…As BASICS-II webinar attracts over 200 participants
To help cassava farmers have easy access to improved cassava planting materials for the 2022 planting season, the Building an Economically Sustainable Integrated Cassava Seed System, Phase 2 (BASICS-II) of the International Institute of Tropical Agriculture (IITA), organized a webinar for experts and farmers.
The webinar themed: “Accessing clean and improved cassava planting materials for the 2022 planting season”, attracted over 200 people who participated in the event which was held via Zoom on 10 February 2022. The online event organized in conjunction with the GIZ-GIAE/IITA Cassava & Maize Value Chan Project was a deliberate effort to create demand and show cassava farmers where and how to access clean and quality cassava stems of improved varieties.
In an opening address, Prof Lateef Sanni, Project Manager of BASICS-II, said the webinar was an opportunity to ensure sustainability in the distribution of clean and quality seeds of improved varieties ahead of the new planting season.
Other speakers were Dr Godwin Atser, Advocacy, Promotion and Outreach Lead, BASICS-II; Dr Mercy Diebiru-Ojo, Vegetative Seed Specialist with IITA GoSeed; and ThankGod Nzenwa, the General Manager of Umudike Seeds.
Dr Diebiru-Ojo spoke on the benefits of using new and improved varieties in her presentation. According to her, the new varieties were high yielding, tolerant of environmental stress, and resistant to pests and diseases.
“We have seen most improved varieties yield more than 30 tons per hectare, against the less than 10 tons farmers usually get from the old local varieties. The improved cassava varieties are also disease-free, suitable for various agro-ecological zones and have high starch content, which industries require. Processors also look for some of these varieties because they have fantastic food qualities.”
She explained the role IITA GoSeed was playing in making the seeds available, noting that the company was using the Semi Autotrophic Hydroponics (SAH) technology to speed up the multiplication process so that farmers could have access to the varieties they wanted.
Mr. Nzenwa, who heads Umudike Seeds, noted that the company, an early generation Seed Company like IITA GoSeed, was entirely on the ground to make improved varieties available to farmers in the South East, South-South and other parts of the country. He said that like IITA GoSeed, Umudike Seeds also has an entrepreneurship program for interested seed producers.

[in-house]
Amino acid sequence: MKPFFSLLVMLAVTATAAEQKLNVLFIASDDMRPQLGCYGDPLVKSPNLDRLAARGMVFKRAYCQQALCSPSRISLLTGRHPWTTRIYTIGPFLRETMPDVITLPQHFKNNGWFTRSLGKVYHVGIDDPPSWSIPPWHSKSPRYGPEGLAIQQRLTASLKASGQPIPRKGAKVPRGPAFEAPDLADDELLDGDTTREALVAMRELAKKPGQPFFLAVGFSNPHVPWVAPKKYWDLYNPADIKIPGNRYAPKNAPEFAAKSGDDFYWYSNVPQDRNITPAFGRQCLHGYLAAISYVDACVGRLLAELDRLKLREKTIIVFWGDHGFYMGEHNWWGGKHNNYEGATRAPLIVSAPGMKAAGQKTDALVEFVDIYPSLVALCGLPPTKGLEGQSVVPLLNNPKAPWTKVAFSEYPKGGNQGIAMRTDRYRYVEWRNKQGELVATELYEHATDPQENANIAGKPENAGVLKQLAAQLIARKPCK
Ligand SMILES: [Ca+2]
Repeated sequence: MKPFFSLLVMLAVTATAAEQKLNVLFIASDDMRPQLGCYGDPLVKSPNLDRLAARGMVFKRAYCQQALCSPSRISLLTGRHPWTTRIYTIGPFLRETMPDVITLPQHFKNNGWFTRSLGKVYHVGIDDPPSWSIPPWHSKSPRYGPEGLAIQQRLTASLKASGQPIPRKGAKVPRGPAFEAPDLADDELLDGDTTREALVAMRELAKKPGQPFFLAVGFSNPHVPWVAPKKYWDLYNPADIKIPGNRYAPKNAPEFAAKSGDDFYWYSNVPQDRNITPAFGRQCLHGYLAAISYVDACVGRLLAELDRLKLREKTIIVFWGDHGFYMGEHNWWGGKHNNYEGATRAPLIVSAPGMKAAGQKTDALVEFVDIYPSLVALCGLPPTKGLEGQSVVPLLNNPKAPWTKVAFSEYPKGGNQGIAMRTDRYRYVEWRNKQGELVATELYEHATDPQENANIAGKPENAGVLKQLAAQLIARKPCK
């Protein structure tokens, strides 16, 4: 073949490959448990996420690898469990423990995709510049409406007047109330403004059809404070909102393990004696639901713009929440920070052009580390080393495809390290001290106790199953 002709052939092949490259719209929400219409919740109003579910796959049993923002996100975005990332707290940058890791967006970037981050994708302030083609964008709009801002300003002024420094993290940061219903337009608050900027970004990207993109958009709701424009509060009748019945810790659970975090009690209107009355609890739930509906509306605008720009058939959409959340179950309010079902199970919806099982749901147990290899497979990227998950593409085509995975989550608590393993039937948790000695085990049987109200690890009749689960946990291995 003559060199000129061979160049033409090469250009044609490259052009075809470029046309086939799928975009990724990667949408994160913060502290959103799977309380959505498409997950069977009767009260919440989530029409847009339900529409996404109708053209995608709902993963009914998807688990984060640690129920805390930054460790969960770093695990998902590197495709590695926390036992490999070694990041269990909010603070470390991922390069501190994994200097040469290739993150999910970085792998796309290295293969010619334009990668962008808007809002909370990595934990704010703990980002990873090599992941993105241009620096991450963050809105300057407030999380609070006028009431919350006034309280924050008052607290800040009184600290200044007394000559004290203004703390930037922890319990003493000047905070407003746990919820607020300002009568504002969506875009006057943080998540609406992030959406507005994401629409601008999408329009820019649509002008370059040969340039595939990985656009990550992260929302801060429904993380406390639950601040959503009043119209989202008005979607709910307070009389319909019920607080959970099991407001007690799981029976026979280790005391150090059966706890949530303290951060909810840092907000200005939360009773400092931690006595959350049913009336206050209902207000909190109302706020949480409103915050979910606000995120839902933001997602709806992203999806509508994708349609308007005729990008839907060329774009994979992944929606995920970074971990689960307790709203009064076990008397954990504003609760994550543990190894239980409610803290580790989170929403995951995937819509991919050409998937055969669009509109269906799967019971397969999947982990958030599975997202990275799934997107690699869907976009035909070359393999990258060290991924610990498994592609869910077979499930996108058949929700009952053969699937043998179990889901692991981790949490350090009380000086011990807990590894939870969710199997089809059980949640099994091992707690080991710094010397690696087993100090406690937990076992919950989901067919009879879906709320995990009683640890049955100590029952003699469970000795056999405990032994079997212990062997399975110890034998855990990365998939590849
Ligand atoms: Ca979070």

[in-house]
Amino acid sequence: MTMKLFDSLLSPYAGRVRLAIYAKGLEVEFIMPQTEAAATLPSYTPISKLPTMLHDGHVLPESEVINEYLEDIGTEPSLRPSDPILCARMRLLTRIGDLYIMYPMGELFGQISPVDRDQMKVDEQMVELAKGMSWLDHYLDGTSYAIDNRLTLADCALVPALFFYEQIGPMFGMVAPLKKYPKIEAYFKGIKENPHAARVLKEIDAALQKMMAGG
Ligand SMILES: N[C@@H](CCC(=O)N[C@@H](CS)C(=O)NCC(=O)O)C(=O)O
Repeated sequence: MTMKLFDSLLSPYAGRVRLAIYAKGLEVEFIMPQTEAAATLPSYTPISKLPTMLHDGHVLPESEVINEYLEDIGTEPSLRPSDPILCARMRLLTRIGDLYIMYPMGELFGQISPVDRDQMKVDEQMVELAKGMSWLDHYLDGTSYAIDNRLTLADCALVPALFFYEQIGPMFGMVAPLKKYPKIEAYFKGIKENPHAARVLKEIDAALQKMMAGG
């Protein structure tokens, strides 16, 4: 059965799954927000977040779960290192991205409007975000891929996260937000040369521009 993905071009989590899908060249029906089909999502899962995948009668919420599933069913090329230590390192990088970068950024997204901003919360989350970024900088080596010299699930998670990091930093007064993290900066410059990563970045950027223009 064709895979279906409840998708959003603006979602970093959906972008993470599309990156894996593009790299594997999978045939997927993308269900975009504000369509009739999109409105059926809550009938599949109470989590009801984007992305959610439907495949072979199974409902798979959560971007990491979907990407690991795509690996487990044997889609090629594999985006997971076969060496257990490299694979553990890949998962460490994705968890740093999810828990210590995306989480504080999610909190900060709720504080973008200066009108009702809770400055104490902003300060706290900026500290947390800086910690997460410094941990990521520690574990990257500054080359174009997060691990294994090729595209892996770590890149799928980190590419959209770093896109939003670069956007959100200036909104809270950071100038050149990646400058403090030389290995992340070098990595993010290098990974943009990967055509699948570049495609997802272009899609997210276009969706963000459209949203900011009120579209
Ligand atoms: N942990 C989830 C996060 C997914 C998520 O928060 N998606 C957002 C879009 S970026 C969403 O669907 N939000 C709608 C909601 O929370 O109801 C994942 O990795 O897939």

On how improved varieties will be delivered to farmers in an economically sustainable manner, Dr. Atser, who is also the Project Manager, GIZ-GIAE/IITA Cassava & Maize Project; noted that the project developed an approach called the BASICS model.
His words: “The BASICS model links the cassava breeding programs with Early Generation Seed Companies who multiply breeder and foundation seeds and pass them on to cassava seed entrepreneurs to produce certified seeds for onward dissemination to farmers. Through this model, we are able to increase cassava productivity, create new jobs and enterprises, promote quality and disease-free seeds, increase the rate at which new varieties are multiplied, and create avenues for feedback from farmers.”
Observing that some farmers still hold on tightly to local cassava varieties, Dr Kwesi Atta-Krah, former Director, Country and Regional Engagement at IITA, urged farmers to embrace the use improved varieties. He described improved varieties as “’Local varieties’ that have ‘stuff built into them’ to enhance their performance on the field. That is why they are called improved varieties.”
Farmers who attended the webinar learnt about some of the new and improved cassava varieties available and their unique qualities. There was a question and answer session, and a link for farmers to place orders for stems in advance was provided.
Dr. Atser, who moderated the event, announced that requestors would be linked to sources of certified, disease-free cassava stems of improved varieties nearest to them. He explained that IITA GoSeed in Ibadan, and Umudike Seeds in Abia state have facilitated the establishment of several Foundation and Commercial Seed Producers across Nigeria.
For more information, please contact: Dr Godwin Atser, g[email protected]